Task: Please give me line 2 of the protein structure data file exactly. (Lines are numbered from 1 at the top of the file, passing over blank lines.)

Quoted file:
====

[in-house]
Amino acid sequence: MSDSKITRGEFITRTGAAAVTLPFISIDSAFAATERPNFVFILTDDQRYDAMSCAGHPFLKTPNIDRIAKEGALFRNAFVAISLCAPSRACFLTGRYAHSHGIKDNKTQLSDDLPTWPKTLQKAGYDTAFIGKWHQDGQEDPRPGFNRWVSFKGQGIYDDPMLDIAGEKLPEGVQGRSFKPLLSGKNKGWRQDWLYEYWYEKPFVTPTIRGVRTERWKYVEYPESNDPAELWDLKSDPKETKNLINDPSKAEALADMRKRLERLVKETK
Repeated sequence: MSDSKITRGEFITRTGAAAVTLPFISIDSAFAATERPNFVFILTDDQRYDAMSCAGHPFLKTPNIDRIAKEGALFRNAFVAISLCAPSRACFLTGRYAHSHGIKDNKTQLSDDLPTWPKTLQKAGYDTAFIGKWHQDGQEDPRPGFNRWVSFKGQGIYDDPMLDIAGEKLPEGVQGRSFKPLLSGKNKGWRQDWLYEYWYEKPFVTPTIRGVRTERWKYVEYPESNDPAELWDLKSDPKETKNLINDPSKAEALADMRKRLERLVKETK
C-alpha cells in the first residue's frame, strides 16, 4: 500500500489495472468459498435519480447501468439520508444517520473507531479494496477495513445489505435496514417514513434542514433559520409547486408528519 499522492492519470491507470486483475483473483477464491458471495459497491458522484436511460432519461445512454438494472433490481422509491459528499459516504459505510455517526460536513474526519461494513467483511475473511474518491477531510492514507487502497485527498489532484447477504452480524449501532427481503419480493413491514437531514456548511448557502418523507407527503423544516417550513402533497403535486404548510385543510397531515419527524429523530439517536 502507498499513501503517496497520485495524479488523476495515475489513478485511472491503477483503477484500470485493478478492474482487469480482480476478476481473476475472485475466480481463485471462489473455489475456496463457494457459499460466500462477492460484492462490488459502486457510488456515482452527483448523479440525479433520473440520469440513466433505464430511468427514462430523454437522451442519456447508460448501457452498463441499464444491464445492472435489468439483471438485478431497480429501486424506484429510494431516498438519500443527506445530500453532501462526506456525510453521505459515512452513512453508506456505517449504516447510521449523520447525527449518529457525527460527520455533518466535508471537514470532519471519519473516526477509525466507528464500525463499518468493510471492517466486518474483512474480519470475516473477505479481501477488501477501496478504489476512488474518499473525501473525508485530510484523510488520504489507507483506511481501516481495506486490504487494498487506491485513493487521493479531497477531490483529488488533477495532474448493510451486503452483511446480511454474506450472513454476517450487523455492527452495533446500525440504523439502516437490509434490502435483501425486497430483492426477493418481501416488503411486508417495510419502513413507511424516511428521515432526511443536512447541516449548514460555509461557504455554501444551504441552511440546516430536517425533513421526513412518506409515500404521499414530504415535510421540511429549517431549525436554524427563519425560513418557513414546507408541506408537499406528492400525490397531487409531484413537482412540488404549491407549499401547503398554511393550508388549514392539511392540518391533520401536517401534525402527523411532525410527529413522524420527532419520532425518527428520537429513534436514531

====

Amino acid sequence: MSDSKITRGEFITRTGAAAVTLPFISIDSAFAATERPNFVFILTDDQRYDAMSCAGHPFLKTPNIDRIAKEGALFRNAFVAISLCAPSRACFLTGRYAHSHGIKDNKTQLSDDLPTWPKTLQKAGYDTAFIGKWHQDGQEDPRPGFNRWVSFKGQGIYDDPMLDIAGEKLPEGVQGRSFKPLLSGKNKGWRQDWLYEYWYEKPFVTPTIRGVRTERWKYVEYPESNDPAELWDLKSDPKETKNLINDPSKAEALADMRKRLERLVKETK